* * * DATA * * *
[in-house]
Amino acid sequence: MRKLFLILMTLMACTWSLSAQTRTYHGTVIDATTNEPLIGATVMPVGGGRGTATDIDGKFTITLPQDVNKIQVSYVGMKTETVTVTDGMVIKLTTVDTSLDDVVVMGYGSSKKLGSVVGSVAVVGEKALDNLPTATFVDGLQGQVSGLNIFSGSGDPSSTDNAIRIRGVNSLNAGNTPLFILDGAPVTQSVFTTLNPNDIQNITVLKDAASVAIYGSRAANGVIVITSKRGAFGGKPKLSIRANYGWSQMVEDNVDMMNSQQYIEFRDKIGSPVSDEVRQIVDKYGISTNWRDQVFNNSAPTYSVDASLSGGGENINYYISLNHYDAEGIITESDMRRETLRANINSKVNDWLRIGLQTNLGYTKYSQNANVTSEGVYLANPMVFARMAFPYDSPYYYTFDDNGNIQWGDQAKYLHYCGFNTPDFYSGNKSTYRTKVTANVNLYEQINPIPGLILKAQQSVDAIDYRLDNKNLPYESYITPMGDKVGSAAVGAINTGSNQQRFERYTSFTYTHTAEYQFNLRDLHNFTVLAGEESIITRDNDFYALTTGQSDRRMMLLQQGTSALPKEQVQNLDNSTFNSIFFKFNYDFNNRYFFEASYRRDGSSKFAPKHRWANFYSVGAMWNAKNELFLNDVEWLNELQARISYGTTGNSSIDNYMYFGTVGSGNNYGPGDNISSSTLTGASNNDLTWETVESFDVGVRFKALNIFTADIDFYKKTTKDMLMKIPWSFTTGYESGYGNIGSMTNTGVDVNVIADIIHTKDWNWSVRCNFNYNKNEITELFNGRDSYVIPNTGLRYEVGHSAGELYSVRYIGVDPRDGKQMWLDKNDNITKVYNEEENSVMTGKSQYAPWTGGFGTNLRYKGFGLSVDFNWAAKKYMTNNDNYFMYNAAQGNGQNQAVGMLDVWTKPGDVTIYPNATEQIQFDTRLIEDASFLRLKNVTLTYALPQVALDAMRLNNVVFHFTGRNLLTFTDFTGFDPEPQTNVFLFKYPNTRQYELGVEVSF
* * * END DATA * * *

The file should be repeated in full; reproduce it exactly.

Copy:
[in-house]
Amino acid sequence: MRKLFLILMTLMACTWSLSAQTRTYHGTVIDATTNEPLIGATVMPVGGGRGTATDIDGKFTITLPQDVNKIQVSYVGMKTETVTVTDGMVIKLTTVDTSLDDVVVMGYGSSKKLGSVVGSVAVVGEKALDNLPTATFVDGLQGQVSGLNIFSGSGDPSSTDNAIRIRGVNSLNAGNTPLFILDGAPVTQSVFTTLNPNDIQNITVLKDAASVAIYGSRAANGVIVITSKRGAFGGKPKLSIRANYGWSQMVEDNVDMMNSQQYIEFRDKIGSPVSDEVRQIVDKYGISTNWRDQVFNNSAPTYSVDASLSGGGENINYYISLNHYDAEGIITESDMRRETLRANINSKVNDWLRIGLQTNLGYTKYSQNANVTSEGVYLANPMVFARMAFPYDSPYYYTFDDNGNIQWGDQAKYLHYCGFNTPDFYSGNKSTYRTKVTANVNLYEQINPIPGLILKAQQSVDAIDYRLDNKNLPYESYITPMGDKVGSAAVGAINTGSNQQRFERYTSFTYTHTAEYQFNLRDLHNFTVLAGEESIITRDNDFYALTTGQSDRRMMLLQQGTSALPKEQVQNLDNSTFNSIFFKFNYDFNNRYFFEASYRRDGSSKFAPKHRWANFYSVGAMWNAKNELFLNDVEWLNELQARISYGTTGNSSIDNYMYFGTVGSGNNYGPGDNISSSTLTGASNNDLTWETVESFDVGVRFKALNIFTADIDFYKKTTKDMLMKIPWSFTTGYESGYGNIGSMTNTGVDVNVIADIIHTKDWNWSVRCNFNYNKNEITELFNGRDSYVIPNTGLRYEVGHSAGELYSVRYIGVDPRDGKQMWLDKNDNITKVYNEEENSVMTGKSQYAPWTGGFGTNLRYKGFGLSVDFNWAAKKYMTNNDNYFMYNAAQGNGQNQAVGMLDVWTKPGDVTIYPNATEQIQFDTRLIEDASFLRLKNVTLTYALPQVALDAMRLNNVVFHFTGRNLLTFTDFTGFDPEPQTNVFLFKYPNTRQYELGVEVSF